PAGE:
The original SCONUL Satisfaction Survey template was developed by Geoffrey Ford and Don Revill in 1996 in response to the Follett Report. Building on the work of Nancy Van House and colleague of the American Library Association, Revill and Ford produced the Briefing Paper User Satisfaction: Standard Survey Forms for Academic Libraries. In 2001 this paper was reviewed and updated, and the Briefing Paper Measuring User Satisfaction: A practical guide for academic libraries was produced by Christopher West on behalf of the SCONUL Advisory Committee on Performance Indicators.
The paper provided a survey template which aimed to provide academic libraries an effective and relatively painless way of measuring the satisfaction levels of their customers. The questionnaire is designed to be:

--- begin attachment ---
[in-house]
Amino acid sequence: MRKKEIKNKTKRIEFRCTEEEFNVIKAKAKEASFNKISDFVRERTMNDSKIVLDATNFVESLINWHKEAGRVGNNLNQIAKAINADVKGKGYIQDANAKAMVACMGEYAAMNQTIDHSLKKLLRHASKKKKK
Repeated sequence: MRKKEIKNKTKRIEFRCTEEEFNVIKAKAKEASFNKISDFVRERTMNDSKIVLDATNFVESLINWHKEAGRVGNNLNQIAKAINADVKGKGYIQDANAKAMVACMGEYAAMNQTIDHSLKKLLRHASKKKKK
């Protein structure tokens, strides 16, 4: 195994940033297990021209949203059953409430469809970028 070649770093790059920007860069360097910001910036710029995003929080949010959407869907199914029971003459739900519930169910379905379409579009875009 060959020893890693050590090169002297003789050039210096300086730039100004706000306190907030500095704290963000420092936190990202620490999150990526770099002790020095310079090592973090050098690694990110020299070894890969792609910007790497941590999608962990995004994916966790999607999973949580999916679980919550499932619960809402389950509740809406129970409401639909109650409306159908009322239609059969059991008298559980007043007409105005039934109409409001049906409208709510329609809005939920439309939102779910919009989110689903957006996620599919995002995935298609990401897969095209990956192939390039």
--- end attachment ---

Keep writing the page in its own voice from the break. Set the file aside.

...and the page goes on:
- Flexible, by allowing users to adapt questions to local requirements
- Concise, to encourage a high response rate
- Easily analysed, by being able to use Libra Software or SPSS
The questions are divided into five sections covering:
- Satisfaction with key services and facilities
- Importance of key services and facilities
- Overall satisfaction levels
As library and information services have evolved over the last decade, the template has been adapted to take account of factors like e-resources and the convergence of library and information services. The current templates were updated in 2005 and have two variants, according to whether your library forms part of a converged service or not.